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Writing Original Themes 

All the writing exercises you have done until now were the building blocks to get to this kind of writing: original themes. In this chapter you will create entire stories in your own words and using your own English skills. Don’t be afraid to experiment or to try something unusual or fun. You should enjoy your writing. 

With each exercise theme you will find suggestions for using certain grammatical structures or certain vocabulary. They are meant to guide you to writing a good theme. Naturally, you are the author of the themes and can add other kinds of structures and vocabulary and omit the suggested ones. You can decide what is most appropriate for your theme. 

After you have written a theme, you can look at a sample theme of the same title in the Answer Key. That might give you some ideas for improving your theme. 

Directions: Set a time limit for yourself of about thirty to fifty minutes. Try to use the same amount of time for each exercise. That will help you follow your progress more objectively. Look at the suggested structures and, if you wish, use them anywhere in your theme. You should write at least three paragraphs on each theme. 

Exercise

Exercise 1 The Car I’ve Always Wanted 

Include these structures: 

two comparatives and three superlatives (such as bigger, biggest) one irregular verb in the past tense (example: “I saw the accident.”) 

Some helpful ideas for the theme: 

What are the make, model, and color of the car? 

How much does it cost, and how do you get the money? 

Why do you need a car? 

What happened to your last car? 

Some helpful vocabulary words: 

brakes, tires, car dealership, car loan, tune- up, convertible 

Exercise 2 Death Came for a Visit 

Include these structures: 

two possessive adjectives (such as my, your, his, her) three relative pronouns (such as that, who, which) 

Some helpful ideas for the theme: 

Who was dying? 

What happened to this person? 

What is your relationship to this person? 

How do you feel about death? 

Some helpful vocabulary words: 

illness, tragedy, sadness, comforting words, condolences 

Exercise 3 The Most Unforgettable Day 

Include these structures: 

two irregular verbs in the present perfect tense (example: “He has taken swimming lessons before.”) two reflexive pronouns (such as myself, yourself, himself) one use of the preposition because of 

Some helpful ideas for the theme: 

Where were you on this day? 

What happened? 

Why was it so unforgettable? 

Whom were you with? 

Some helpful vocabulary words: 

excitement, surprise, good fortune, amazing, happiness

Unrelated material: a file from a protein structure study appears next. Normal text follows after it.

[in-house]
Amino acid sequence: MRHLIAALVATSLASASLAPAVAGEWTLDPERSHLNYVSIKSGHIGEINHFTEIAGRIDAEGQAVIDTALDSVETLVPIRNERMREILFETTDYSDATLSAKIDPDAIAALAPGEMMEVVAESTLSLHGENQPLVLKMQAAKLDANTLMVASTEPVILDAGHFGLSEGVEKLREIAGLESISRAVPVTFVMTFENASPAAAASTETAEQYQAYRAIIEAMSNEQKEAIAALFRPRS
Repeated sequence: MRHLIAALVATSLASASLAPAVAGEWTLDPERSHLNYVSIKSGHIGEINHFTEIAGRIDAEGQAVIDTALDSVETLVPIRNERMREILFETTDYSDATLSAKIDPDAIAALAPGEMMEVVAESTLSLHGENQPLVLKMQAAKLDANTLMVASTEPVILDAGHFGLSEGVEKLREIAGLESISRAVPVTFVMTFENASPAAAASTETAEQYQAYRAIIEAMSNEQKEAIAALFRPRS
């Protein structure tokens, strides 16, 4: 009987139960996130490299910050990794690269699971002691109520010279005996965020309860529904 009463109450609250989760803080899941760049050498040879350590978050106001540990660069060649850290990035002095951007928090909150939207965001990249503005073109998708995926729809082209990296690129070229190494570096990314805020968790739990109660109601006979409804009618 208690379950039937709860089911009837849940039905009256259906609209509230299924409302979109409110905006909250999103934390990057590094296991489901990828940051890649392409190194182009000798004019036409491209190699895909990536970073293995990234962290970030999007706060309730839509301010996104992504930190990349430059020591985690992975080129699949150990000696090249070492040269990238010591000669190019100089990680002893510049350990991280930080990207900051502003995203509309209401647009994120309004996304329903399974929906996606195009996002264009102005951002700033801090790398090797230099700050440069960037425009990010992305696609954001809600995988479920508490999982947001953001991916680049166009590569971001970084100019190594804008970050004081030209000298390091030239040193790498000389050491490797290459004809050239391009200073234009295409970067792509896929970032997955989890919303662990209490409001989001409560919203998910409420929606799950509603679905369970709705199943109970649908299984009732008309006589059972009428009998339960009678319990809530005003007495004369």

Exercise 4 Peace or War 

Include these structures: 

two passive voice verbs in the past tense (example: “She was found alive.”) three irregular verbs 

Some helpful ideas for the theme: 

What nations were in conflict? 

Why was there the possibility of war? 

Who wanted war and who wanted peace? 

Is war always bad? 

Some helpful vocabulary words: 

army, military, negotiations, tension, attack, diplomacy 

Exercise 5 A Wedding 

Include these structures: 

two uses of the preposition instead of 

two elliptical relative pronouns (example: “The man I spoke about is here.”) 

one future perfect tense verb (example: “He will have been found.”) 

Some helpful ideas for the theme: 

Who was getting married? 

Were the two families happy about the wedding? 

Where did the wedding take place? 

What was the celebration like? 

Some helpful vocabulary words: 

bride and groom, wedding ceremony, exchange of vows, in-laws, reception 

Exercise 6 Credit Cards 

Include these structures: 

two subjunctives following if (example: “If he were here, I would be happy.”) 

three compound sentences combined by and 

Some helpful ideas for the theme: 

Why does someone need a credit card? 

How do you use a credit card? 

Why are credit cards sometimes bad? 

What happens if you can’t pay your bills? 

Some helpful vocabulary words: 

ATM, shopping spree, emergencies, good (bad) credit, interest rate 

Exercise 7 I Need a Vacation 

Include these structures: 

three possessive nouns formed with -’s (example: “Bill’s house”) two future tense phrases formed from going to (example: “I am going to buy that.”) 

Some helpful ideas for the theme: 

What are some popular vacation spots? 

Why does someone need a vacation? 

What does a vacation cost? 

What can you do on a vacation? 

Who goes along? 

Some helpful vocabulary words:

 travel agent, airline, beach, hotels and motels, sightseeing, dinner and dancing 

Exercise 8 The Person I Love Most 

Include these structures: 

two statements following the conjunction that (example: “I know that you have my money.”) two relative clauses beginning with that (example: “Is she the girl that took the book?”) one use of the adjective that (example: “That man is a thief.”) 

Some helpful ideas for the theme: 

Who is this loved person? 

Why do you love him or her? 

What is the difference between family love and romantic love? 

How does this person feel about you? 

Some helpful vocabulary words: 

adore, respect, personality, companionship, soul mate, engagement 

Exercise 9 Your Autobiography 

Make this final exercise creative and challenging by writing the story of your own life. You will likely use all of the structures mentioned previously and you should use a wide variety of vocabulary words.

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